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The Buffalo Bills have a solid safety tandem in Jairus Byrd and George Wilson. Last season, the two combined for over 200 tackles, and the veteran/youngster on the rise have given the Bills a nice one-two punch at the position. With a bolstered pass rush due to the signings of Mario Williams and Mark Anderson, the safeties will have a better opportunity to make plays. Lets take a look at how the free safety position stacks up.
Jairus Byrd is one of the up and coming free safeties in the entire National Football League. Last year he racked up 98 tackles, a sack, forced three fumbles, and picked off three passes. In his four seasons since being a second round pick out of Oregon, Byrd has made 232 tackles, two sacks, deflected 21 passes while picking off 13, and forced six fumbles. He has been getting better and better each year against the run, while his ball-hawking abilities have gotten better, despite the decrease in interceptions since his nine picks in his rookie year.
Entering a contract year, Joe Buscaglia of WGR has high praise for the ball-hawking safety, but believes it could be tough to re-gign Byrd, stating:
Byrd has transformed himself into a complete NFL safety. His nine interceptions in 2009 was certainly impressive. However, it’s his instincts recognition, tackling, and play-making ability that showed through as a complete package in 2011. He was the best defensive player for the Bills throughout last season. I also believe He’ll be the toughest player to re-sign for Buffalo. They need to start on him early and not let the situation potentially affect his play throughout the season.
However, both Byrd and General Manager Buddy Nix have had different opinions.
“We definitely want those guys back,” Nix told Buffalobills.com. ’I’ve told them. They know that. As far as us working on contracts we’ve been kind of busy. I think they want to be back and we want them back and when the time comes we’ll get started on it.”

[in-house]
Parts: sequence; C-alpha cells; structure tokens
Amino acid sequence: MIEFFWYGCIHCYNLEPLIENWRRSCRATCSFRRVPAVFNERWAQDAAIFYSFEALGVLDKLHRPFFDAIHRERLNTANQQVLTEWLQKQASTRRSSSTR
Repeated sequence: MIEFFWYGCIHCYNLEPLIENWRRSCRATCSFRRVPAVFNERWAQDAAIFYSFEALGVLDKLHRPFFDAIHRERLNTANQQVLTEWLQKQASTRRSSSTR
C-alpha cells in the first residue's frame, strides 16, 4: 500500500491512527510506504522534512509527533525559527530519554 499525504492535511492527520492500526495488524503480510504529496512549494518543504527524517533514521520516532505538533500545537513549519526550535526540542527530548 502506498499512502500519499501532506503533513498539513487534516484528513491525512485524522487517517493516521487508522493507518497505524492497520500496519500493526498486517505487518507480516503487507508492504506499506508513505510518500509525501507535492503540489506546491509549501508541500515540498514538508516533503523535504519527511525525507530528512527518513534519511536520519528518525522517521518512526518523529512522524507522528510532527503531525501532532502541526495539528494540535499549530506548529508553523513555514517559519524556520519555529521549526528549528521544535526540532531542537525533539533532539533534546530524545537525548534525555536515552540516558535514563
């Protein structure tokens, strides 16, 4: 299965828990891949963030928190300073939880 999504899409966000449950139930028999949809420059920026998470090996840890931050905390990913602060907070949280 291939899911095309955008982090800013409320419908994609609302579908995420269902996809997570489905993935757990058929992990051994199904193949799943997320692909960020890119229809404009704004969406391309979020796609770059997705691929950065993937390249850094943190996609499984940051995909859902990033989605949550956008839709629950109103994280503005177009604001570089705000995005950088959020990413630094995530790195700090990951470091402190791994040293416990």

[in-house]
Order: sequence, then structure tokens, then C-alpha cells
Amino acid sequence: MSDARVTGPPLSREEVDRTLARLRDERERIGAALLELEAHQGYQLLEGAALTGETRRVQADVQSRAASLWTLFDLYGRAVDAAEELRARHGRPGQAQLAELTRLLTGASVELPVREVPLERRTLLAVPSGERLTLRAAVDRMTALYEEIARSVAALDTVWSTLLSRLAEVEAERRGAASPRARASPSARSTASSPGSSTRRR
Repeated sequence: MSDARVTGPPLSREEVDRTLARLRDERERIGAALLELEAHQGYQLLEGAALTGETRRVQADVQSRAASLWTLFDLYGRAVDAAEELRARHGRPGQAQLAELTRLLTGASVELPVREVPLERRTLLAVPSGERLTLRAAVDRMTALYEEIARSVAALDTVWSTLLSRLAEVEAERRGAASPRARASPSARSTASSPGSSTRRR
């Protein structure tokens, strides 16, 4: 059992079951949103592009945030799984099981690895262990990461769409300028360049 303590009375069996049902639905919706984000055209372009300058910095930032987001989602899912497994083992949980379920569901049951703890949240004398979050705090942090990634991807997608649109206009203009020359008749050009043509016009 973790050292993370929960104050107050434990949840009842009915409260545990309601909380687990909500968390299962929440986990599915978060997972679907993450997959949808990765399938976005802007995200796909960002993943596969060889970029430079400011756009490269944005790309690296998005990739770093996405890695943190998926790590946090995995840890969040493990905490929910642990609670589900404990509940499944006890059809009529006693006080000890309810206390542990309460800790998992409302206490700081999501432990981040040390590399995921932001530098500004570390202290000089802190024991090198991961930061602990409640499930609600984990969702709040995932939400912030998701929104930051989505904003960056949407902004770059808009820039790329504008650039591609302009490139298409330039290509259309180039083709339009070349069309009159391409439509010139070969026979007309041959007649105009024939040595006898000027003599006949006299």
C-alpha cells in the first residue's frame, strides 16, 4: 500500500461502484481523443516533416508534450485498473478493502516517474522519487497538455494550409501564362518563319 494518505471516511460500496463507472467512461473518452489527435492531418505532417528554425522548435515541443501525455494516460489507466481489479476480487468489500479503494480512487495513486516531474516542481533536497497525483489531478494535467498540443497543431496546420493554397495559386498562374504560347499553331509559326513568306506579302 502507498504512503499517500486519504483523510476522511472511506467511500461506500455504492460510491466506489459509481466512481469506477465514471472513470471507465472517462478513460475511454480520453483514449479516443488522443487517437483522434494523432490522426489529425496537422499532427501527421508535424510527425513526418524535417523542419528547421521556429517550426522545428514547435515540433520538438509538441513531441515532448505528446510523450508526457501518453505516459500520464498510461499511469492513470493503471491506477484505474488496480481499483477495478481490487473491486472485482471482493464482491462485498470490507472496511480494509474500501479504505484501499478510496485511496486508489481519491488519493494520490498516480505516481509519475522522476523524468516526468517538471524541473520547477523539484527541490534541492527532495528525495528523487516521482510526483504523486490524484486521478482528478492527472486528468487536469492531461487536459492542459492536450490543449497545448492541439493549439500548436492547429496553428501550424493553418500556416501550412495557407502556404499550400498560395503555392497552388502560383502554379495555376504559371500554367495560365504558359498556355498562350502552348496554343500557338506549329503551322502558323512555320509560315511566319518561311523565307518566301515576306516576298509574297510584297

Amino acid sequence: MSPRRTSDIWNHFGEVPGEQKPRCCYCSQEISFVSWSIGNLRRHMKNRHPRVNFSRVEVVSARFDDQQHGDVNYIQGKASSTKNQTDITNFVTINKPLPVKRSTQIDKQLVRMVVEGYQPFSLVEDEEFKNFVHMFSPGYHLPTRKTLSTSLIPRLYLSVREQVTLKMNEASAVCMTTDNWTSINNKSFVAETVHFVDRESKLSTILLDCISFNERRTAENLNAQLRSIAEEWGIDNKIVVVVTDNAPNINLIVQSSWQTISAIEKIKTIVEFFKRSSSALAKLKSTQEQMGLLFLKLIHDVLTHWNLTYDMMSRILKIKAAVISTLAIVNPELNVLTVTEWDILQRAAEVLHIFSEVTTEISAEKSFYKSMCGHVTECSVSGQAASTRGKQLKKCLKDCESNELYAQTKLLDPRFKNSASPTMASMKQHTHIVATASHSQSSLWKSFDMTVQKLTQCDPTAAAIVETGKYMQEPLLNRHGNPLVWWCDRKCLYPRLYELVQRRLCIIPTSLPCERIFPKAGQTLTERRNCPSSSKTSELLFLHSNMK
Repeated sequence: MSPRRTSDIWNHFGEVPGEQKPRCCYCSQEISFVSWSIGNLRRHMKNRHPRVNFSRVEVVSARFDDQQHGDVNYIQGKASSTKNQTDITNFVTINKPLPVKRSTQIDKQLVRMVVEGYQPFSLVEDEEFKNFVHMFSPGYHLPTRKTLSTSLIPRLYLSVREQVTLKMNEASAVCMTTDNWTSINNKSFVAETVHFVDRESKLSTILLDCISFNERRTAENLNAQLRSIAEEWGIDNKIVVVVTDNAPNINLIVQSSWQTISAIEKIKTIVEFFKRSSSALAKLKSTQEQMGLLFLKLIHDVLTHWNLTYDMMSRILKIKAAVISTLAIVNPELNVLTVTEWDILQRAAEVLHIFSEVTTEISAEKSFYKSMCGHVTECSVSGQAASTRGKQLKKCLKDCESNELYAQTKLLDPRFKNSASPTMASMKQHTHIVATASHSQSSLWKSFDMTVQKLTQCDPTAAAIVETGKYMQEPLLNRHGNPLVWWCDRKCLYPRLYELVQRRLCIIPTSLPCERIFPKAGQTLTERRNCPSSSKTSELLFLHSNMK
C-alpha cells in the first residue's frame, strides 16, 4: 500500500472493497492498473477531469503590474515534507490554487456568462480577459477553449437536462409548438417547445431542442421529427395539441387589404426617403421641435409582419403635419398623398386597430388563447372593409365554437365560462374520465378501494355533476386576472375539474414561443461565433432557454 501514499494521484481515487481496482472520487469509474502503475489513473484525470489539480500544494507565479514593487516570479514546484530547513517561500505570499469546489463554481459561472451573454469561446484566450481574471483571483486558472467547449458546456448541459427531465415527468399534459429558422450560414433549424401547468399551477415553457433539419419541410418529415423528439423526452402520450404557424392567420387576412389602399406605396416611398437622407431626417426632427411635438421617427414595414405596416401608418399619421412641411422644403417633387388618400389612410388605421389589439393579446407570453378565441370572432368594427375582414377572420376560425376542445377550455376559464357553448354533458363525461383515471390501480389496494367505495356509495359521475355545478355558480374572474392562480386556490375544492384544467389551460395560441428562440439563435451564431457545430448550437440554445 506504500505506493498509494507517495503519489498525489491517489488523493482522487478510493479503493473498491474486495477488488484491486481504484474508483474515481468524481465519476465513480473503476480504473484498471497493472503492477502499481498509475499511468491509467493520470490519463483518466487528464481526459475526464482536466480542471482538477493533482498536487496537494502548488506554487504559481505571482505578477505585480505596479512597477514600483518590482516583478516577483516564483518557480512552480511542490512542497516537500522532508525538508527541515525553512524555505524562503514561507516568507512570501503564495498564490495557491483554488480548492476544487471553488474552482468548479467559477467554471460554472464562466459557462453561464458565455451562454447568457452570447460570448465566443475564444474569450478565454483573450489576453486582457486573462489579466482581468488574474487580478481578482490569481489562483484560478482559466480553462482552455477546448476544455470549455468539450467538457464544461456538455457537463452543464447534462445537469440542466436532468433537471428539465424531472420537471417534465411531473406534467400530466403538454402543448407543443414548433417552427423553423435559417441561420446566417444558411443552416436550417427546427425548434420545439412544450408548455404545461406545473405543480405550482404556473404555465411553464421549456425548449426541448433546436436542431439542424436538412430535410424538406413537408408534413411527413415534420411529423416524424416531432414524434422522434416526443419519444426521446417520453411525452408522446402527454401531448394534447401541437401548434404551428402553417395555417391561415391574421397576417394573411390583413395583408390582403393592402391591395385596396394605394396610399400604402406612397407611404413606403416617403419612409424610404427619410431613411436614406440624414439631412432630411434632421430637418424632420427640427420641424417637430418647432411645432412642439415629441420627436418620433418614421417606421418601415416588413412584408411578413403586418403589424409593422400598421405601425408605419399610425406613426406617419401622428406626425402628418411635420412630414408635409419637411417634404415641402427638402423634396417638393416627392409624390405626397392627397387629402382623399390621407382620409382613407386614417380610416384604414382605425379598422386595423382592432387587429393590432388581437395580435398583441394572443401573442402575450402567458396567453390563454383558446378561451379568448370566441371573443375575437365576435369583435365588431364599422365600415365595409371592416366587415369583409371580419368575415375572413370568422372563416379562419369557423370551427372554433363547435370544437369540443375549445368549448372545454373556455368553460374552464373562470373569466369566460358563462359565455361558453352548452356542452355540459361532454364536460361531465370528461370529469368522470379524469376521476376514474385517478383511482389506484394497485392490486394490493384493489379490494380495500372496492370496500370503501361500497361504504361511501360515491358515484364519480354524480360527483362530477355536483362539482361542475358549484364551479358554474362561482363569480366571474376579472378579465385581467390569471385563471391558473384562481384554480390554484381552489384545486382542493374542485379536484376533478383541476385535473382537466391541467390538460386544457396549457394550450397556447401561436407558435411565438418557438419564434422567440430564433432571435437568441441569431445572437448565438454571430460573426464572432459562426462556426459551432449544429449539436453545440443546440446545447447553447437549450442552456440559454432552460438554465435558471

“We believe in starting early on these guys, and that’s what we’ll do. We’ll be in contact and have some dialogue. We’d like to get these guys done. I don’t like for them to come down to what happened with Stevie Johnson. I don’t like to come down to three or four days before they hit the market.”
ProFootballFocus.com, a website dedicated to football sabermetrics, also had extremely high remarks regarding Byrd’s 2011 campaign.
This was the year where Byrd established himself as one of the league’s top safeties, with a season that earned him our third-highest grade of all his peers (+13.0). He broke up seven passes to go with his three interceptions, while only allowing 51.5% of passes into coverage to be completed. What’s more, for a player who spends most of his time playing deep (84.1% of all snaps), he notched up 35 tackles in run defense, good for 16th of all safeties. He’s a rare beast; a free safety who is active on every play.
Best Performance: Week 16 versus Denver (+3.3)
Key Stat: Missed one tackle for every 14.3 attempts; eighth-best of all safeties.
Byrd is a key cornerstone of the Bills’ secondary, and 2012 could be a great season for him, considering all the pieces added around him in both the secondary and pass rush, coupled with the move back to a more familiar 4-3, Cover 2 defense.
Behind Byrd, the Bills have unproven talent at the free safety position. Nick Saenz, a 22-year old undrafted rookie out of Houston is listed as the No. 2 free safety behind Jairus Byrd. He was one of the two players signed after tryouts, with tight end/ H-Back, Dorin Dickerson being the other. At Houston, Saenz played 52 games at free safety, recording 248 tackles, five of which were for a loss, picked off five passes, deflected 17, and forced three fumbles.
Saenz’s play at Houston, coupled with his performance in rookie tryouts earned him a spot on the roster, but he is a project at this point.
After playing quarterback at Georgia Tech, the Buffalo Bills signed Joshua Nesbitt as an undrafted free agent last year. He was relegated to the practice squad, where he began his transition to free safety. The 6’1″ 213-pounder has the ideal size for a free safety, and is the ACC’s all-time leading rusher as a quarterback, running for 2.806 yards, while scoring 35 touchdowns on the ground. However, he is listed behind Nick Saenz on the BuffaloBills.com team depth chart, so it’s unclear what his status is with the team at this point.
Delano Howell began his collegiate career at Stanford as a running back before making the switch to free safety. A first-team All-Pac 12 selection, the 22-year old racked up 190 tackles and seven interceptions in 34 games with the Cardinal. He was unable to participate in Offseason Training Activities due to his class schedule at Stanford, but the fact that the Bills signed him knowing he wouldn’t be able to participate until training camp speaks volumes of how they see him fitting in.
There obviously isn’t any competition for the starting job at this position, but there will be some serious competition as to who earns the backup role. Both Nick Saenz and Delano Howell made significant impacts in their collegiate careers and have an advantage over Joshua Nesbitt regarding the nuances of the position. This will definitely be an interesting training camp battle to keep an eye on, especially if Byrd goes down this year, as he has been plagued with hernias during his initial NFL years.